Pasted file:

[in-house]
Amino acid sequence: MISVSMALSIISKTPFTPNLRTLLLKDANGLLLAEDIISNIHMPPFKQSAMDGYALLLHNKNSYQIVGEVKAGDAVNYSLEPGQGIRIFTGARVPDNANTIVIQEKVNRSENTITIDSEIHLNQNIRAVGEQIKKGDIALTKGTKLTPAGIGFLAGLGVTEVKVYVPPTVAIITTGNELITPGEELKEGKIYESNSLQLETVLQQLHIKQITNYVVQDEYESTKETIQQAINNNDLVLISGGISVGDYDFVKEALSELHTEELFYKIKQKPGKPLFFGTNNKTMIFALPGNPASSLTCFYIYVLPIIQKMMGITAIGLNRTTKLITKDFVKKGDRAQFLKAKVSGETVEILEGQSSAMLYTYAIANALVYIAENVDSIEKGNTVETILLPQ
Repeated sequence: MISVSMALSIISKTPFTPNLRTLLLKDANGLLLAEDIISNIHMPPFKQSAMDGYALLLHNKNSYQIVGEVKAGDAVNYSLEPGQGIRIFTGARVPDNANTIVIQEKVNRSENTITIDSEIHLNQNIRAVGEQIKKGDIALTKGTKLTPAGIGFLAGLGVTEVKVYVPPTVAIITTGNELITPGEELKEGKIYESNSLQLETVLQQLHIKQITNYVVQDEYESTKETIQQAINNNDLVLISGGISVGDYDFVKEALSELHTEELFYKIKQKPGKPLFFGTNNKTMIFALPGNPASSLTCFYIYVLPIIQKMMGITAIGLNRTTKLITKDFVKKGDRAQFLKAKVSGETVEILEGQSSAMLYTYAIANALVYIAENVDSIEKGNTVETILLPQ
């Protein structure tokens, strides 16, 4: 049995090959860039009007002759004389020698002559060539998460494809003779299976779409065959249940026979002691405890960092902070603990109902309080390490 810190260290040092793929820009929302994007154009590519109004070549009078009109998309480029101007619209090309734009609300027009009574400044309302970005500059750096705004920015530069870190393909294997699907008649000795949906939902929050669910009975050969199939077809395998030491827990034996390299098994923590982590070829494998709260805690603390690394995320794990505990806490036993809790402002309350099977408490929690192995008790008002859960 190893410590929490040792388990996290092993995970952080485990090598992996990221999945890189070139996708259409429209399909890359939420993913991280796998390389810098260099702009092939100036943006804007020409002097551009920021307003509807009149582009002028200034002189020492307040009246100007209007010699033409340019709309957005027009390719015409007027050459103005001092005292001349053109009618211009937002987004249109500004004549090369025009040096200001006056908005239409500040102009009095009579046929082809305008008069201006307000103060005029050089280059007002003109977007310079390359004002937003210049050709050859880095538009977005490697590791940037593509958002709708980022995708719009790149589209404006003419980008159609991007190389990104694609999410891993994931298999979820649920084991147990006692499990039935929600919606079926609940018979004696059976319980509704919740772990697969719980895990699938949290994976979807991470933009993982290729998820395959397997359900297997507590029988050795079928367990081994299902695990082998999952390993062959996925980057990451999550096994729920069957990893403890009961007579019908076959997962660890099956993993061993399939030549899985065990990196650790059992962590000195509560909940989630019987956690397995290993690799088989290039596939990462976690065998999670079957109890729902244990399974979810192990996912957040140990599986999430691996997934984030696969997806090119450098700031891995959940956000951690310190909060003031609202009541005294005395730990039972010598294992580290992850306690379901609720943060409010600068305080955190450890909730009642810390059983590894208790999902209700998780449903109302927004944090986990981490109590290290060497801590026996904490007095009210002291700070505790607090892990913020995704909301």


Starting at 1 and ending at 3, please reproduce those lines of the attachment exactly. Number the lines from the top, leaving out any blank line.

[in-house]
Amino acid sequence: MISVSMALSIISKTPFTPNLRTLLLKDANGLLLAEDIISNIHMPPFKQSAMDGYALLLHNKNSYQIVGEVKAGDAVNYSLEPGQGIRIFTGARVPDNANTIVIQEKVNRSENTITIDSEIHLNQNIRAVGEQIKKGDIALTKGTKLTPAGIGFLAGLGVTEVKVYVPPTVAIITTGNELITPGEELKEGKIYESNSLQLETVLQQLHIKQITNYVVQDEYESTKETIQQAINNNDLVLISGGISVGDYDFVKEALSELHTEELFYKIKQKPGKPLFFGTNNKTMIFALPGNPASSLTCFYIYVLPIIQKMMGITAIGLNRTTKLITKDFVKKGDRAQFLKAKVSGETVEILEGQSSAMLYTYAIANALVYIAENVDSIEKGNTVETILLPQ
Repeated sequence: MISVSMALSIISKTPFTPNLRTLLLKDANGLLLAEDIISNIHMPPFKQSAMDGYALLLHNKNSYQIVGEVKAGDAVNYSLEPGQGIRIFTGARVPDNANTIVIQEKVNRSENTITIDSEIHLNQNIRAVGEQIKKGDIALTKGTKLTPAGIGFLAGLGVTEVKVYVPPTVAIITTGNELITPGEELKEGKIYESNSLQLETVLQQLHIKQITNYVVQDEYESTKETIQQAINNNDLVLISGGISVGDYDFVKEALSELHTEELFYKIKQKPGKPLFFGTNNKTMIFALPGNPASSLTCFYIYVLPIIQKMMGITAIGLNRTTKLITKDFVKKGDRAQFLKAKVSGETVEILEGQSSAMLYTYAIANALVYIAENVDSIEKGNTVETILLPQ